During the coronavirus outbreak, many companies and organisations have sent emails containing COVID19 updates to their customers to make them aware of their current response and status. As these types of emails have now become increasingly frequent, criminals have started to use this familiarity to their advantage. These fraudulent emails, framed as a corporate COVID-19 response, contain malicious attachments and are targeting individual consumers and companies alike…

Emails may also be disguised as coming from a hospital that inform the recipient they may have come in contact with an individual who tested positive for COVID-19. The email instructs the recipient to download an attached Excel file, complete a form, and bring it to the nearest hospital. Once the attachment is downloaded, the malware has been activated and the attackers may be able to access your data.

Please keep in mind that typically, legitimate COVID-19 response emails have a message only in the body of the email and do not contain attachments.


There is some evidence that criminals are attempting to use the current COVID-19 situation as an exploitation opportunity, so please be extra vigilant before clicking on an email about the coronavirus outbreak. If a claim sounds too good to be true, it probably is.

Criminals use exceptional circumstances like the current situation as a chance to pose as employees of a genuine organisation such as building society, bank or police and target you for fraud scams. They may claim they are dealing with coronavirus-related issues that require you to respond by paying money or providing personal information that will allow them to access your account. They often use pressure tactics to stop you thinking about want they want you do for them.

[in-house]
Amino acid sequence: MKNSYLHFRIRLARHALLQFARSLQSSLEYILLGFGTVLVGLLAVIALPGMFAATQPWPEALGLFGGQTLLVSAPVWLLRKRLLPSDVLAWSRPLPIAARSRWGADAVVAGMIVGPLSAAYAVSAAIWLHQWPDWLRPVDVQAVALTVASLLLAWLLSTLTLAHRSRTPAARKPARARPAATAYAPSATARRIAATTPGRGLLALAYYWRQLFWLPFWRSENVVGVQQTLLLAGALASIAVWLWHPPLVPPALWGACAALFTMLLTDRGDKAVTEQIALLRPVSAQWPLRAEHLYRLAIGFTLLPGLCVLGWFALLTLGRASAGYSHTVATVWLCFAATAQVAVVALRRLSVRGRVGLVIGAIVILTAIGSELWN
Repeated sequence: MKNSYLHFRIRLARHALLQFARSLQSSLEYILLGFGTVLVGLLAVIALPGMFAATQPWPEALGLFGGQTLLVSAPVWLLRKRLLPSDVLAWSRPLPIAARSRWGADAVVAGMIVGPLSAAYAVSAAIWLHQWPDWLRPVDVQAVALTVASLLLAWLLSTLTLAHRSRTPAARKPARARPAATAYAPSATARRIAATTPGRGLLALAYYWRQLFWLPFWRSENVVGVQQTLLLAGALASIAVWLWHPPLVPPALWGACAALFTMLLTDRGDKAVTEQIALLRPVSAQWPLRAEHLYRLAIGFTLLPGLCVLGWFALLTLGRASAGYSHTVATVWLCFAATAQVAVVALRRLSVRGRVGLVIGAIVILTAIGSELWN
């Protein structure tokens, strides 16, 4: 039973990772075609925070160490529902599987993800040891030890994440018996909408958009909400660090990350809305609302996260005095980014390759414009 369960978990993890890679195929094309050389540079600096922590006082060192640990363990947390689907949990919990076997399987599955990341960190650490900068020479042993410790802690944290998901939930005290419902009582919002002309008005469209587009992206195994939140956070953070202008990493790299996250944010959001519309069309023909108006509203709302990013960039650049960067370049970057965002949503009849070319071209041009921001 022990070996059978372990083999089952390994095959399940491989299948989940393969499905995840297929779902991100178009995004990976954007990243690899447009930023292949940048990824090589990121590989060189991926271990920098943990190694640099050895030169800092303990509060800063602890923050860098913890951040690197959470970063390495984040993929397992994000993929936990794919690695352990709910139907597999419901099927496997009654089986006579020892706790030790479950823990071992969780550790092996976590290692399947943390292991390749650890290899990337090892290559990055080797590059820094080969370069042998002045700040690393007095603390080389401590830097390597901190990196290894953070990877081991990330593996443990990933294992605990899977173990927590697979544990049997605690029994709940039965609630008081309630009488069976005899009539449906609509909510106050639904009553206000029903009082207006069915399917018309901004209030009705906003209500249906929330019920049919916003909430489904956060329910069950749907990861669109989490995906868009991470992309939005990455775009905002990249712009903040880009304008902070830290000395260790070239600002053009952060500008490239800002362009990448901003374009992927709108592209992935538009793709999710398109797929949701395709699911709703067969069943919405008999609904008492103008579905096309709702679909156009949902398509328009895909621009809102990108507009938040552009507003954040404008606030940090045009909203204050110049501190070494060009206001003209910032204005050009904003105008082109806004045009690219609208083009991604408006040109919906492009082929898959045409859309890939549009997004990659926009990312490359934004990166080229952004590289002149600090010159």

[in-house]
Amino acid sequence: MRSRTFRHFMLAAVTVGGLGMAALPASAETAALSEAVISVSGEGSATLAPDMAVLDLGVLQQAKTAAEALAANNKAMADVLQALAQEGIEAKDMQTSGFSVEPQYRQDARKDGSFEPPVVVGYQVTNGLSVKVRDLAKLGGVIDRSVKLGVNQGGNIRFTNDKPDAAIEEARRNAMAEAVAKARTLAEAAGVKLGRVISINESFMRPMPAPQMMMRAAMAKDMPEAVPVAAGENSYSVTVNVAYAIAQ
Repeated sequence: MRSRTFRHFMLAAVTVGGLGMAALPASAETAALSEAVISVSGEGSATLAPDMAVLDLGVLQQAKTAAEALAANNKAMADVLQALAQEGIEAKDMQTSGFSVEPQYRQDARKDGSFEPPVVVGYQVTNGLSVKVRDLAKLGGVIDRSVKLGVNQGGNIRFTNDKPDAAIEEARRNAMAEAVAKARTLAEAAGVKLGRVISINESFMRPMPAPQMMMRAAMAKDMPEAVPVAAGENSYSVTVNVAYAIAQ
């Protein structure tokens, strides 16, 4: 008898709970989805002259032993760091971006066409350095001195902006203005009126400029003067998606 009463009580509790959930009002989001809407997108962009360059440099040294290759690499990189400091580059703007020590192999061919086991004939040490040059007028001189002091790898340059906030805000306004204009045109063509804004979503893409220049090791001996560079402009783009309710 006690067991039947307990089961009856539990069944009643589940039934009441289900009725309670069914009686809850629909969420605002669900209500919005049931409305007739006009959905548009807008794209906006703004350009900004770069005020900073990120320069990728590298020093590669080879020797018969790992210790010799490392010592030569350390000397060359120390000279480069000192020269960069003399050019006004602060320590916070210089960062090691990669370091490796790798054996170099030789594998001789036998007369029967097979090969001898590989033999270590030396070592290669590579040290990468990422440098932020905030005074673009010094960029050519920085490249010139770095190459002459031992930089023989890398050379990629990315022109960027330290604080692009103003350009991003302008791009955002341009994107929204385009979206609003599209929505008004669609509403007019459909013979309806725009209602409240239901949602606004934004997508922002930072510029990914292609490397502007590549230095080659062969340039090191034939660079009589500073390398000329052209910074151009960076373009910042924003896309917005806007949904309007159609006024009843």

To help you stay protected, here are some things that we will never do:

  • Ask you to disclose your PIN number or other passwords for your accounts
  • Encourage you to move funds from your own account into a different “safe” account
  • Charge up-front fees for repayment holidays
  • Make home visits to collect mortgage arrears on your doorstep
  • Demand an immediate payment of mortgage arrears over the phone
  • Demand payment of mortgage arrears via email providing you with a link through which to make payments.

Please remain vigilant.

Stop – Take a moment to think.
Challenge – Don’t be afraid to ask questions or to say “No” and end the conversation.
Protect – Contact the building society or the bank from which you have made a payment immediately if you think that you have been the victim of fraud.

Coronavirus Update

We understand that some customers may be worried about the effect that contracting the Coronavirus (COVID-19) could have on their finances, for example due to a drop in income as a result of contracting the virus or because of the measures imposed to stop it spreading. If you have any concerns about how this could affect you and your mortgage, please click here to read the leaflet produced by the Building Societies Association and National Debtline or please get in touch on 01664 414141.